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New Mexico State University researchers looking into eliminating cracks in bridges

New Mexico State University researchers are investigating ways to prevent cracks in concrete bridges.



Juan Lozoya, left, a graduate civil engineering student, and civil engineering professor Craig Newtson, measure concrete samples in an effort to learn more about the physical characteristics of different concrete mixtures. (NMSU photo by Darren Phillips)

oncrete cracks it creates a durability issue," said Craig Newtson, an assistant professor in the Department of Civil and Geological Engineering at NMSU. "You end up with water, salts and other chemicals that can get into the concrete. One primary concern is that salts cause corrosion of the reinforcing steel."



With the help of a $196,000 grant from the New Mexico Department of Transportation, NMSU researchers are trying to find cost-effective methods to reduce micro-cracking. They have been evaluating different misting practices at various stages of construction as well as different concrete mix designs.

Newtson said the project was initiated after cracking was observed in several bridge decks during the construction of the Big-I in Albuquerque in 2001. He said the bridge had 47 decks (a deck is the surface you drive on) and 25 were new. Out of the 25, 18 showed cracks.

"The fact that they got cracks at an early age, as soon as the burlap was stripped off, indicated that there was a durability issue," he said. "To remove any concerns about the Big-I they put a sealer on top of the bridge deck to mediate the effect of the cracks."

Newtson said it costs about $250,000 to seal one bridge.

Concrete cracks when it shrinks, Newtson said. When cement and water are mixed they create a chemical reaction that, as a side effect, produces volume changes. Additionally, concrete expands when it is hot and shrinks when it cools down.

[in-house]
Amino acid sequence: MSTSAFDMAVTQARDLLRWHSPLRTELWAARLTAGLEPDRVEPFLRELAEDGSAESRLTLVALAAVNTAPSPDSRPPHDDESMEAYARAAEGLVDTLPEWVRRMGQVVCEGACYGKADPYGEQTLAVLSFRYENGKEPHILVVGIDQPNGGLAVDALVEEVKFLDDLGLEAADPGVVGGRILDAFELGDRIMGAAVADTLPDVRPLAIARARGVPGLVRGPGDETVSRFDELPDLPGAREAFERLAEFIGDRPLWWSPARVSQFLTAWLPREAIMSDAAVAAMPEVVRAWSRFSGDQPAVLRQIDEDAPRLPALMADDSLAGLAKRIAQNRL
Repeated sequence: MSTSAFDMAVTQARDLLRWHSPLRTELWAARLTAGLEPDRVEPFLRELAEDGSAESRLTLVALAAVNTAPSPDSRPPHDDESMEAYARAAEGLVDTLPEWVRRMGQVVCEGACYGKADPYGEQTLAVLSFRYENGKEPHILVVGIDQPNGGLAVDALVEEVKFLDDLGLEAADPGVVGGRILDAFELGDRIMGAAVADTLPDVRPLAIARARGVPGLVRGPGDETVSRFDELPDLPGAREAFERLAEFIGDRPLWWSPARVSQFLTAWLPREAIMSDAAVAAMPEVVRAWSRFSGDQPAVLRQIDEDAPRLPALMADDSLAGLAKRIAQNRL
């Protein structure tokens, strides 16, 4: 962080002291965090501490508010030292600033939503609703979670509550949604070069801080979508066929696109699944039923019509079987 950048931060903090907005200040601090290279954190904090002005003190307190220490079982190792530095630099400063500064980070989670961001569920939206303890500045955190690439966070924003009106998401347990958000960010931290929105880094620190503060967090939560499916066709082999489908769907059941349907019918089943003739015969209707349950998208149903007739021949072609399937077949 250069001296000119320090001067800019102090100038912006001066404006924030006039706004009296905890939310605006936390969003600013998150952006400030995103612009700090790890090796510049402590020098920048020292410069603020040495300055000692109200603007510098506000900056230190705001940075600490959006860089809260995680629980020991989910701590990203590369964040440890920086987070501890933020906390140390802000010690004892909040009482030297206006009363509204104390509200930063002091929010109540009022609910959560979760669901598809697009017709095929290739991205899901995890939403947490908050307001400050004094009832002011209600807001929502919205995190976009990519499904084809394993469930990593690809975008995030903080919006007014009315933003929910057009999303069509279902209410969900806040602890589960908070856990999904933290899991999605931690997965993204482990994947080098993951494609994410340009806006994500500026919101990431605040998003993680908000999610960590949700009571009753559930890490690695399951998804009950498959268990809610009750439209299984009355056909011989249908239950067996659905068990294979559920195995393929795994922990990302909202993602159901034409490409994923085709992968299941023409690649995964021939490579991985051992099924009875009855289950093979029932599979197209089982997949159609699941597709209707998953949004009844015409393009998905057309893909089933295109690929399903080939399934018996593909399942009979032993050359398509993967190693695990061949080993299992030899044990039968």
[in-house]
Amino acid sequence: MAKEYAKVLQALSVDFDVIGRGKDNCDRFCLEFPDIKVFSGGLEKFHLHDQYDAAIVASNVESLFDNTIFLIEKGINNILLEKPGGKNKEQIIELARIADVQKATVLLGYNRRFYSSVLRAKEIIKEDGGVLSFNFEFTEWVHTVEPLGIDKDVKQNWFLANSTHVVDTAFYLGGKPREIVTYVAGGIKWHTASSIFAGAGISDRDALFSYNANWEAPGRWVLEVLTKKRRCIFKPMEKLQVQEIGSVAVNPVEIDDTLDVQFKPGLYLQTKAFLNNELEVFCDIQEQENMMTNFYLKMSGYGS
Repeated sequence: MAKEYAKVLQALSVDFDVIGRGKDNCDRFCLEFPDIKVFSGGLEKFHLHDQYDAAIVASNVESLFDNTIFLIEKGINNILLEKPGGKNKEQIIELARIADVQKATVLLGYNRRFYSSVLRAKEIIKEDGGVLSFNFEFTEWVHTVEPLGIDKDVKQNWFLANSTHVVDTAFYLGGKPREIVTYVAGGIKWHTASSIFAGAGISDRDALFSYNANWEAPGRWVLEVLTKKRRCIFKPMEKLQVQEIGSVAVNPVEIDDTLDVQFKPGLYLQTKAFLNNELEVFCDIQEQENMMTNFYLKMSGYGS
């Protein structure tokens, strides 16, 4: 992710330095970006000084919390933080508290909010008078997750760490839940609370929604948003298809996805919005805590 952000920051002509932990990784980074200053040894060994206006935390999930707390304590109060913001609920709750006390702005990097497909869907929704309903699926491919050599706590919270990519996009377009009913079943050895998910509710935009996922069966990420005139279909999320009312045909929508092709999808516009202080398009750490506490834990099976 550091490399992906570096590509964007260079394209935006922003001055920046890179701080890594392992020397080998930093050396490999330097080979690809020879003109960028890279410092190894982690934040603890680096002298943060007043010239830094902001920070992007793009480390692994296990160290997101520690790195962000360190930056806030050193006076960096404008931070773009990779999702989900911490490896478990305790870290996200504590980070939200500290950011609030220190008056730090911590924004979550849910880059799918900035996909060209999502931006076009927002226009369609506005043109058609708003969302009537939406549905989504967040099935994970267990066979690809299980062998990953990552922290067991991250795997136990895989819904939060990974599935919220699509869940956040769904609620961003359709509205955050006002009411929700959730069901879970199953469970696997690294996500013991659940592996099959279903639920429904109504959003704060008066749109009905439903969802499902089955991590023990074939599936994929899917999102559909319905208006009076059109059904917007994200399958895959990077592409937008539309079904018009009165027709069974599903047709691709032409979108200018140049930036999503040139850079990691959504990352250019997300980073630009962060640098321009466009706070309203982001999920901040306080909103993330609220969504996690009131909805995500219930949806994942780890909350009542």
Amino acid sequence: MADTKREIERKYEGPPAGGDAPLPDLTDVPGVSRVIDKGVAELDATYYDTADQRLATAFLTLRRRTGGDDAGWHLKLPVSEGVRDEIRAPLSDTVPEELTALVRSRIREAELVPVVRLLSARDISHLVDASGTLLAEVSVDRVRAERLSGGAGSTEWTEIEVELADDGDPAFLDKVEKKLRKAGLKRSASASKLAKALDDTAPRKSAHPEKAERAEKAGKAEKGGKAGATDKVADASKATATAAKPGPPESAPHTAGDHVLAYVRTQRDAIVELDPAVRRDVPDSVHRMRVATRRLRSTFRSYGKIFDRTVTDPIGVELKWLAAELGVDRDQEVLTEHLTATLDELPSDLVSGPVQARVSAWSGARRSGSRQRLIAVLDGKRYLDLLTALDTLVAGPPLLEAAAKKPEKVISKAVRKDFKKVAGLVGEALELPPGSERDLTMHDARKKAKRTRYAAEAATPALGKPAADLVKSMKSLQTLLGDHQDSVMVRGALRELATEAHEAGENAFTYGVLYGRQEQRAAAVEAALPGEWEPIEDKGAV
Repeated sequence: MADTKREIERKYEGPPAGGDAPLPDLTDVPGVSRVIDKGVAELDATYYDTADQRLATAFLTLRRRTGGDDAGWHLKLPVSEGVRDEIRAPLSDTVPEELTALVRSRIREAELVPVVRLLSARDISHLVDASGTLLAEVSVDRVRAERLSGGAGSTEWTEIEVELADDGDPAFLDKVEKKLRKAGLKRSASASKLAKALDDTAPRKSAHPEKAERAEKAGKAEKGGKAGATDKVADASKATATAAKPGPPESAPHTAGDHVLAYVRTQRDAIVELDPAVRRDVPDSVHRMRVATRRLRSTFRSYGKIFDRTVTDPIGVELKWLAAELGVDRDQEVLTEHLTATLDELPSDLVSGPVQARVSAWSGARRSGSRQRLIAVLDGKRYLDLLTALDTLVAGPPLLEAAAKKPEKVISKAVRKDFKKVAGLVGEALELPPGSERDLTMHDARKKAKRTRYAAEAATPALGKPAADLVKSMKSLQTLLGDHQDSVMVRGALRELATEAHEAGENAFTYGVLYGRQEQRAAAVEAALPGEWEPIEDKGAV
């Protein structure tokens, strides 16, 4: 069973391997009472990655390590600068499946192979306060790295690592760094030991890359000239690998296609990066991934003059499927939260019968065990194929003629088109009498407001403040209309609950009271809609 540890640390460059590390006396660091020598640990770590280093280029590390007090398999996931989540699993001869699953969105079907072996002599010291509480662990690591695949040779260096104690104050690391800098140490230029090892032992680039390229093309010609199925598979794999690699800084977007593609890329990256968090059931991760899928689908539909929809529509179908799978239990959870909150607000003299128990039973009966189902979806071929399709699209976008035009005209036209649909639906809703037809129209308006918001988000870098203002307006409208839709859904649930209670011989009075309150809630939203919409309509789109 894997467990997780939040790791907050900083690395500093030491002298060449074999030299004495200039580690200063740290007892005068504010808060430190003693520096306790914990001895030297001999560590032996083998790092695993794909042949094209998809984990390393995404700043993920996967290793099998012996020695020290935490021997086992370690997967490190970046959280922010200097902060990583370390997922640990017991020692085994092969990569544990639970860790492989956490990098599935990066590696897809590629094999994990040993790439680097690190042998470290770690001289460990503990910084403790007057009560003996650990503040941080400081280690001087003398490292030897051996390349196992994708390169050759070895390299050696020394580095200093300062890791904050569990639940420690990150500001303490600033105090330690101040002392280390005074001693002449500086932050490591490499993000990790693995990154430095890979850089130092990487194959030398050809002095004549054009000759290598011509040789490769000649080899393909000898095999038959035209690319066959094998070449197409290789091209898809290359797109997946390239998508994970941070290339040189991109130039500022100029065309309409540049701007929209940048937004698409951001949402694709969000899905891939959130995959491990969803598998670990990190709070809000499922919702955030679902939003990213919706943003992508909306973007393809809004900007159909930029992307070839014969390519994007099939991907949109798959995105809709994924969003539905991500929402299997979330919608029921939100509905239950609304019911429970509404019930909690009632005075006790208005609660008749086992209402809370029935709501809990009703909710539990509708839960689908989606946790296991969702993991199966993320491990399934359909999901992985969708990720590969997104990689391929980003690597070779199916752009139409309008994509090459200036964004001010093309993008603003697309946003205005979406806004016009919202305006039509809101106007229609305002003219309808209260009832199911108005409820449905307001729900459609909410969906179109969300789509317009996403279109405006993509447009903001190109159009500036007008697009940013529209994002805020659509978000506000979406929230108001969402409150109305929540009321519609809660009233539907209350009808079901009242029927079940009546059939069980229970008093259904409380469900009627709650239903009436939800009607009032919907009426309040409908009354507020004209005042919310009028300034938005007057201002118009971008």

"There are steel bars in concrete bridges. When the concrete shrinks the steel wants to hold it in its original location, so what is happening is that the concrete develops tensile stresses and once in awhile it cracks to alleviate that stress."

The first phase of the research involves the testing of concrete being misted at different ages.

"We are looking at misting the concrete at early ages, even during placement," Newtson said. "If we do that we don't lose water to evaporation, which will make the concrete shrink immediately."

Researchers are working with concrete slabs that measure 6 inches by 32 inches by 18 inches. The slabs are constructed inside a tent that has humidifiers at each corner.

"We wanted to make sure and develop a system that would allow us to measure the small shrinkage strains that occur at early ages," said graduate student Juan Lozoya of Santa Fe. "Everyone knows how to calculate the long-term effects, but the short-term effects may be equally important."

To measure the shrinkage strains LDVTs - linear differential variable transformers - were embedded into the concrete slab. LDVTs take readings when the concrete shrinks or swells and measures any displacement, Lozoya said.

In Phase II, researchers are evaluating concrete mixtures.

"We are playing with the water-cement ratio and are using different types of admixtures such as fly ash," Newtson said.
Researchers have found that fly ash - ash produced when coal is burned - helps with shrinkage and alkali-silica reaction, which is an expansive reaction that creates cracks. The reaction occurs when cement that contains alkali is mixed with a gravel source that contains silica.

"It breaks up the paste holding everything together," Newtson said.

Other techniques being evaluated include mixing tiny fibers into the concrete that provide reinforcement on a very small scale.

"We are trying to come up with a concrete that doesn't shrink or crack," Newtson said. "If we can alleviate the cracking problem, then we can alleviate the need to go out and seal bridges after construction, which is very costly."